Court Strikes Albany Cyberbullying Law

The state's highest court has struck down an Albany County law against cyberbullying by a vote of 5 to 2. The Court of Appeals ruled the law, which makes cyberbullying minors a misdemeanor, violates the First Amendment right to free speech.

The case centered on a high school student who created a Facebook page, where he anonymously posted vulgarities about classmates. He posted about their sexual partners and practices and other offensive content. The student was later convicted under the cyberbullying law.

The court found the law is overly broad. "The language of the local law embraces a wide array of applications that prohibit types of protected speech far beyond the cyberbullying of children," the ruling says. 

The Albany law, adopted in 2010, outlaws "any act of communicating or causing a communication to be sent by mechanical or electronic means, including posting statements on the internet or through a computer or email network, disseminating embarrassing or sexually explicit photographs; disseminating private, personal, false or sexual information, or sending hate mail, with no legitimate private, personal, or public purpose, with the intent to harass, annoy, threaten, abuse, taunt, intimidate, torment, humiliate, or otherwise inflict significant emotional harm on another person."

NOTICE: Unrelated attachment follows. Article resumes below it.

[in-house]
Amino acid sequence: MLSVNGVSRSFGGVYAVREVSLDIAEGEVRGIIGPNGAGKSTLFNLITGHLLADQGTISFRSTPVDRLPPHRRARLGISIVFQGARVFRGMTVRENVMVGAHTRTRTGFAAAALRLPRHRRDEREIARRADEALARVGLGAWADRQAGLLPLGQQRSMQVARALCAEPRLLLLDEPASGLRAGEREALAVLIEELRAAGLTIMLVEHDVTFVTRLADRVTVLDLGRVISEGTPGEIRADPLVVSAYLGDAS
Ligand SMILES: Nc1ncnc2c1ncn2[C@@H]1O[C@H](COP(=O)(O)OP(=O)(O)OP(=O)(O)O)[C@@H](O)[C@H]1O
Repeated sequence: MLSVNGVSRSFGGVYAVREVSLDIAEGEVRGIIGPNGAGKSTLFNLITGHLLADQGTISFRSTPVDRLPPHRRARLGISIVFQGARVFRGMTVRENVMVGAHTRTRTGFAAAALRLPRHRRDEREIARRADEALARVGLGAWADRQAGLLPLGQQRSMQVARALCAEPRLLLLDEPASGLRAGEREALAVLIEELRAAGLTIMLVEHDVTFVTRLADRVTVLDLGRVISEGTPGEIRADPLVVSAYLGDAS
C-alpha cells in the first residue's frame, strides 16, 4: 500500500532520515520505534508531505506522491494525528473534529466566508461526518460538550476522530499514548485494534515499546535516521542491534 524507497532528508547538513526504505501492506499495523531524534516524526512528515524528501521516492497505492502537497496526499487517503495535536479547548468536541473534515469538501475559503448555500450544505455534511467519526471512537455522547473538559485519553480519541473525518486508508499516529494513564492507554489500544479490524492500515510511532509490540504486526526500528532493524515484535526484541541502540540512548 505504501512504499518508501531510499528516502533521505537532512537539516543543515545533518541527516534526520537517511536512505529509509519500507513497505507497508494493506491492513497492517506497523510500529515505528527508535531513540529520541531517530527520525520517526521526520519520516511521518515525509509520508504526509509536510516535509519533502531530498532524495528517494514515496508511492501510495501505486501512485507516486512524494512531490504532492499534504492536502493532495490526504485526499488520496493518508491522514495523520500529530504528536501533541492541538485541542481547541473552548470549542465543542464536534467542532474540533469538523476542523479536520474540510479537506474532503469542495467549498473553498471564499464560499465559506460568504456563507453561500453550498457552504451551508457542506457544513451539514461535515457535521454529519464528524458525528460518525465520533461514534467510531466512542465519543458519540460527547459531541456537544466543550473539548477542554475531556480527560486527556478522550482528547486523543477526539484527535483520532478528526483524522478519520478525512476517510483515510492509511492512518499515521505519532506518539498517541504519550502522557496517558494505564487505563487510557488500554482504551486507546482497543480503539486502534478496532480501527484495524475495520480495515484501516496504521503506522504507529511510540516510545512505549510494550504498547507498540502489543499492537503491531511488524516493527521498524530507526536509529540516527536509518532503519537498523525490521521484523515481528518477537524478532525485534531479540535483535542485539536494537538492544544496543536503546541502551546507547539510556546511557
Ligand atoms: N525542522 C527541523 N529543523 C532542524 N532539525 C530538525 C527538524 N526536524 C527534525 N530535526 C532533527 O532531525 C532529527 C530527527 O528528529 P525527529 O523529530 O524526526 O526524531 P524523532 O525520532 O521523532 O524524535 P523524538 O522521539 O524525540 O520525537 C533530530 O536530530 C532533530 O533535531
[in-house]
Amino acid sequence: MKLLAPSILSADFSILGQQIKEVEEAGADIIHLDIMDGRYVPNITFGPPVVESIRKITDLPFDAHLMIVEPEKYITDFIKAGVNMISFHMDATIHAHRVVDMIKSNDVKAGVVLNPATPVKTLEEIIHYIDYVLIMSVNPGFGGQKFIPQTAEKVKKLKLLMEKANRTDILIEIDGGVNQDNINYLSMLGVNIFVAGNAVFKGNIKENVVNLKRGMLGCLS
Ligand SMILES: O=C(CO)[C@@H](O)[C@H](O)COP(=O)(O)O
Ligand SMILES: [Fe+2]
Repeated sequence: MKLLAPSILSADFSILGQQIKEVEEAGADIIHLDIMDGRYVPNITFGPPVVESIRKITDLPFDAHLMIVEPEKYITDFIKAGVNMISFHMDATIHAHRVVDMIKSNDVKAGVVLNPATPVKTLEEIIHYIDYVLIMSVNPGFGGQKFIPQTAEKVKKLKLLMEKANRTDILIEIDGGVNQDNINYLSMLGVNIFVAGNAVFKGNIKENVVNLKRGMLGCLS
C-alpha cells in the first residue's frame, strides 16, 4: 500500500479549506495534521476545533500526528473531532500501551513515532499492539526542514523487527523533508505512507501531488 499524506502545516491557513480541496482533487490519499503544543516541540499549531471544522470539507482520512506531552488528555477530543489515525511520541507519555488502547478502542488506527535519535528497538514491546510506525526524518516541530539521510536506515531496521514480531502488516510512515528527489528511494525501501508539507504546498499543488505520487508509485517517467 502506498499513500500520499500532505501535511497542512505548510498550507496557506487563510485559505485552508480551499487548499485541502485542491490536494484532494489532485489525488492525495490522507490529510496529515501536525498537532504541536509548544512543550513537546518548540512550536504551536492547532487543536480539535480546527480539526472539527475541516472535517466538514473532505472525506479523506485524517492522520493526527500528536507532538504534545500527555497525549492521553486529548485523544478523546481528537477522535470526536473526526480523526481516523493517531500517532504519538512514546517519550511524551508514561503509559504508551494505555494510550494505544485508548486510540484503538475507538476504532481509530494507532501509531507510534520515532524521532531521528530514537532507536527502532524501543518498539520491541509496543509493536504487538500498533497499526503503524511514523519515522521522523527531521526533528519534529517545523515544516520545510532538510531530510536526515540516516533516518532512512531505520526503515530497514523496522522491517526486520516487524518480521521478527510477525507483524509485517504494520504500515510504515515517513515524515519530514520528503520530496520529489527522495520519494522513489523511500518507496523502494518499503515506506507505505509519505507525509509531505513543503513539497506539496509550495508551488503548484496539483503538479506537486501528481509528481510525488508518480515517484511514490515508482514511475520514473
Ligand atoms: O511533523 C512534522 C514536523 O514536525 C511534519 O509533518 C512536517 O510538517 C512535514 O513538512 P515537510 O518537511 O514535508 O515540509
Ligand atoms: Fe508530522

The judges refused to sever the three parts of the law that could possibly withstand the free speech challenge: sexually explicit photographs, private or personal sexual information and false sexual information. They said it was not their job to rewrite legislation.

Monroe County's cyberbullying law, enacted in 2012, has very similar language. A county spokesman has not returned an email seeking comment about the future of the local law. It's not clear if anyone has been charged in Monroe County under its cyberbullying law.

Attorney Peter Gregory said Monroe County's law would have to be separately challenged by someone charged under the statute. But he said prosecutors may hesitate to charge anyone, given the Albany ruling. As for repealing the law, Gregory said that's not likely, because many out-of-date or non-enforceable laws remain on the books.

On Twitter, attorney Marty McCarthy said the county may be able to rewrite the law to abide by the ruling. "County can amend to narrow focus." 

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